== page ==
Since this time last year, an additional 119 new tall buildings have been planned for London, according to a report published by New London Architecture (NLA) and GLHearn. This brings the total number of planned, tall buildings -- buildings of 20 floors or taller -- to 436.
The research conducted by the NLA shows that since last year, the number of tall buildings undergoing construction has inched from 70 to 89. An impressive 223 tall buildings have received planning approval and 114 towers are in pre-application or planning stages. Ninety-four tall buildings, up from 72 buildings in the previous year, were submitted for planning. Of those 94, 43 were approved in the same year. The survey also notes that a significant number of these tall buildings are part of larger scale master plans, which situate multiple towers in clusters.
Combining architectural debate with unique settings, alcohol, and an absence of recordings or wireless devices, Turncoats has gathered significant attention, their signature flaming envelope emblem appearing on lapels across the city, and soon all over the world.
Sto Werkstatt have announced that Sam Jacob Studio will be creating "a unique installation" for their London gallery space that will "explore the exchange of information between digital and physical worlds." Entitled One Thing After Another, the project has its origins with what Jacob considers the most mundane, yet essential form, of architecture: the garden shed. The structure will be 3D-scanned to create a digital copy which will then be processed and scaled to fabricate a new CNC’d version from Verolith, a lightweight type of volcanic stone made of 90% perlite.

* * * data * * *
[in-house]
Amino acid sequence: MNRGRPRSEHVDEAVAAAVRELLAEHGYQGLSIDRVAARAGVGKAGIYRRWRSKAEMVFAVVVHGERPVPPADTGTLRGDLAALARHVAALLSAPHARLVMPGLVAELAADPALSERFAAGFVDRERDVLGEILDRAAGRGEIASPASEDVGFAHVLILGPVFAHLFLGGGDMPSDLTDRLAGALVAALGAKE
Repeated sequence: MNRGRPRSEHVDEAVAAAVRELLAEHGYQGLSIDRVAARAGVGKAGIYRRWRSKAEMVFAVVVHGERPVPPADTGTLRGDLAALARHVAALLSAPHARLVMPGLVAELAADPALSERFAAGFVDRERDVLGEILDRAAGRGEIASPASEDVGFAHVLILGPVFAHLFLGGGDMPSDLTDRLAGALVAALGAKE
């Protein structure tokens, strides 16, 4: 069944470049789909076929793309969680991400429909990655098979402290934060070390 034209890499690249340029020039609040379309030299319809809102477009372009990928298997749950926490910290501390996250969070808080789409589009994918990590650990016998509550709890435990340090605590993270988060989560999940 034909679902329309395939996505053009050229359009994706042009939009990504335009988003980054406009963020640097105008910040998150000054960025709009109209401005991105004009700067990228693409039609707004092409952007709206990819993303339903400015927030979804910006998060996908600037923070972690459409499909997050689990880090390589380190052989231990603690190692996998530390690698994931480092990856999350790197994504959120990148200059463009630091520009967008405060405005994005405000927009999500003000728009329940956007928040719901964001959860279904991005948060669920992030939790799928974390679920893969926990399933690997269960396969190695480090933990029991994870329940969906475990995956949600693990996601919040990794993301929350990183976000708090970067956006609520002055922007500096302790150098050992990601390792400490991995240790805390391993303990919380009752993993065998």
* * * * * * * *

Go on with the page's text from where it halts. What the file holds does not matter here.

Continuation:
“The amount of analysis and intellectual effort that has gone into the designs from each team is staggering and the results are impressive and very exciting. Given its size and prime location on Lincoln’s Inn Fields we want this to be a seminal university building; its legacy will endure for many generations so it is vital that we make the right decision,” said Julian Robinson, LSE’s Director of Estates.
All six schemes are being publicly exhibited at the LSE's Saw Swee Hock Student Centre through March 17. Read on for a glimpse of each.
HOK’s latest project, “Hertsmere House” on West India Quay in London’s Canary Wharf has been approved for development by members of Tower Hamlets’ Strategic Development Committee. At 67-stories and 789 feet tall, Hertsmere House will be Western Europe’s tallest residentialtower. The design, inspired by flower petals, aims to create a unique addition to the London skyline. Read more about the project after the break.
For this edition of The Urbanist, Monocle 24's weekly "guide to making better cities," the team head back in time to explore London in 1891, examining some of the city’s achievements to get a glimpse of what life was like in the British capital. They investigate the architectural legacy of Victorian London, see how the introduction of the railway changed the city, and chat about Charles Booth’s pioneering study into Victorian Londoners’ quality of life. They also take a tour around the country’s first council estate.